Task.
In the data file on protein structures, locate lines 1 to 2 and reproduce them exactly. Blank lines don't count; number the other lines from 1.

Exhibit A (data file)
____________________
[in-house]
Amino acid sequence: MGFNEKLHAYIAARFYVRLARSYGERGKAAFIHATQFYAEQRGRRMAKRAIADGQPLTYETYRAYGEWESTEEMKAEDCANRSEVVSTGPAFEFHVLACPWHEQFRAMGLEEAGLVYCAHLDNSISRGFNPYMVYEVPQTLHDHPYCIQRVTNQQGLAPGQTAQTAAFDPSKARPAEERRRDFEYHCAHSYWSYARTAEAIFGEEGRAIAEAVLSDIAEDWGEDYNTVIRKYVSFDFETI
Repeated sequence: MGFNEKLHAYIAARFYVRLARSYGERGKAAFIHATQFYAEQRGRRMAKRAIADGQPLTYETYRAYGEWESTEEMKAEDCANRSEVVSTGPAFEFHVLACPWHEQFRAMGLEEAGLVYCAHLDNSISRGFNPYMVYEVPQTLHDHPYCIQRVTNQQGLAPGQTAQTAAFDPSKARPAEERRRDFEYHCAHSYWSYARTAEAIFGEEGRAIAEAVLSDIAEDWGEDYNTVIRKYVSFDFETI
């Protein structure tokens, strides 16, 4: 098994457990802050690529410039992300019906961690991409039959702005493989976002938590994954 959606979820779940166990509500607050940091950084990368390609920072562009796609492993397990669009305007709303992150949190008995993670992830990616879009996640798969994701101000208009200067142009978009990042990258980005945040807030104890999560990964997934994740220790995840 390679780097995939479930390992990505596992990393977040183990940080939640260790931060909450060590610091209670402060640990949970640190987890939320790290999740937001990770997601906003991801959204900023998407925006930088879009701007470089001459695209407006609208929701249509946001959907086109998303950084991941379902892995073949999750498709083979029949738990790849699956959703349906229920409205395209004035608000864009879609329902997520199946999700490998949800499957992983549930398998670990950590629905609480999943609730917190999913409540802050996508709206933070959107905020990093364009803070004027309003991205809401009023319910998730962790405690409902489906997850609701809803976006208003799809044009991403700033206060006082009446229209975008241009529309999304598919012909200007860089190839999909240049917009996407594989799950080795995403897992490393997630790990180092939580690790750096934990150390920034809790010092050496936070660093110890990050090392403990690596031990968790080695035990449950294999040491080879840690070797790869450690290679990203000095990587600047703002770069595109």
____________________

[in-house]
Amino acid sequence: MGFNEKLHAYIAARFYVRLARSYGERGKAAFIHATQFYAEQRGRRMAKRAIADGQPLTYETYRAYGEWESTEEMKAEDCANRSEVVSTGPAFEFHVLACPWHEQFRAMGLEEAGLVYCAHLDNSISRGFNPYMVYEVPQTLHDHPYCIQRVTNQQGLAPGQTAQTAAFDPSKARPAEERRRDFEYHCAHSYWSYARTAEAIFGEEGRAIAEAVLSDIAEDWGEDYNTVIRKYVSFDFETI